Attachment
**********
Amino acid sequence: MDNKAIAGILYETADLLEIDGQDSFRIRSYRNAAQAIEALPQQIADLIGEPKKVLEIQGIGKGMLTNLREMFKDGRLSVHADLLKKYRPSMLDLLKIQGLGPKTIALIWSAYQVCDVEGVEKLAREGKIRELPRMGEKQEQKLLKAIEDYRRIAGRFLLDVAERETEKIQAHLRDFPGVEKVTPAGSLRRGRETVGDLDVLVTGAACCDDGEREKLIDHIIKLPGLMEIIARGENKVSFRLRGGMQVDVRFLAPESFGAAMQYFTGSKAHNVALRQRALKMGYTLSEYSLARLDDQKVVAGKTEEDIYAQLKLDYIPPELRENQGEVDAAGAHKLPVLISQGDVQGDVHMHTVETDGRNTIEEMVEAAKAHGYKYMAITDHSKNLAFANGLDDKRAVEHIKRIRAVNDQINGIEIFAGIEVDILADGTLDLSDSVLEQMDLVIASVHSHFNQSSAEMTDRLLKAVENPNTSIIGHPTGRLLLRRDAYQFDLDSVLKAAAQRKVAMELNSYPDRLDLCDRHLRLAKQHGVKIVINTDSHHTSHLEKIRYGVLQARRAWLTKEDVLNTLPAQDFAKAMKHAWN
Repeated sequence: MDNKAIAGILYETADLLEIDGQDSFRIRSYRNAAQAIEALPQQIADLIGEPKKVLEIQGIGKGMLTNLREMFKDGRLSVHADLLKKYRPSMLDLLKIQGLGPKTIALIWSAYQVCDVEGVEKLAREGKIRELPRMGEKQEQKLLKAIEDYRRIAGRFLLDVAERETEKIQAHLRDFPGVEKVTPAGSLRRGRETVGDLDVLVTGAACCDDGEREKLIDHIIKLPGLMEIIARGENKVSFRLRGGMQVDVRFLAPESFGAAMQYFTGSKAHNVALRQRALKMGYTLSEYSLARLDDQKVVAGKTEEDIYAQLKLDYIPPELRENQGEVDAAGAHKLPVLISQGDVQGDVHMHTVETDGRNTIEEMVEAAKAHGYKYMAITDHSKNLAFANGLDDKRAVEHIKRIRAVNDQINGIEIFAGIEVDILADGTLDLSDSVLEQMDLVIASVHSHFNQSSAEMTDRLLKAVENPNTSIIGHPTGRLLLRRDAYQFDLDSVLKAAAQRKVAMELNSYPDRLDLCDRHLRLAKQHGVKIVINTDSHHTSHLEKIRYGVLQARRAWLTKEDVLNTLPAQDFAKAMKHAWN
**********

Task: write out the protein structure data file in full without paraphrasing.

Amino acid sequence: MDNKAIAGILYETADLLEIDGQDSFRIRSYRNAAQAIEALPQQIADLIGEPKKVLEIQGIGKGMLTNLREMFKDGRLSVHADLLKKYRPSMLDLLKIQGLGPKTIALIWSAYQVCDVEGVEKLAREGKIRELPRMGEKQEQKLLKAIEDYRRIAGRFLLDVAERETEKIQAHLRDFPGVEKVTPAGSLRRGRETVGDLDVLVTGAACCDDGEREKLIDHIIKLPGLMEIIARGENKVSFRLRGGMQVDVRFLAPESFGAAMQYFTGSKAHNVALRQRALKMGYTLSEYSLARLDDQKVVAGKTEEDIYAQLKLDYIPPELRENQGEVDAAGAHKLPVLISQGDVQGDVHMHTVETDGRNTIEEMVEAAKAHGYKYMAITDHSKNLAFANGLDDKRAVEHIKRIRAVNDQINGIEIFAGIEVDILADGTLDLSDSVLEQMDLVIASVHSHFNQSSAEMTDRLLKAVENPNTSIIGHPTGRLLLRRDAYQFDLDSVLKAAAQRKVAMELNSYPDRLDLCDRHLRLAKQHGVKIVINTDSHHTSHLEKIRYGVLQARRAWLTKEDVLNTLPAQDFAKAMKHAWN
Repeated sequence: MDNKAIAGILYETADLLEIDGQDSFRIRSYRNAAQAIEALPQQIADLIGEPKKVLEIQGIGKGMLTNLREMFKDGRLSVHADLLKKYRPSMLDLLKIQGLGPKTIALIWSAYQVCDVEGVEKLAREGKIRELPRMGEKQEQKLLKAIEDYRRIAGRFLLDVAERETEKIQAHLRDFPGVEKVTPAGSLRRGRETVGDLDVLVTGAACCDDGEREKLIDHIIKLPGLMEIIARGENKVSFRLRGGMQVDVRFLAPESFGAAMQYFTGSKAHNVALRQRALKMGYTLSEYSLARLDDQKVVAGKTEEDIYAQLKLDYIPPELRENQGEVDAAGAHKLPVLISQGDVQGDVHMHTVETDGRNTIEEMVEAAKAHGYKYMAITDHSKNLAFANGLDDKRAVEHIKRIRAVNDQINGIEIFAGIEVDILADGTLDLSDSVLEQMDLVIASVHSHFNQSSAEMTDRLLKAVENPNTSIIGHPTGRLLLRRDAYQFDLDSVLKAAAQRKVAMELNSYPDRLDLCDRHLRLAKQHGVKIVINTDSHHTSHLEKIRYGVLQARRAWLTKEDVLNTLPAQDFAKAMKHAWN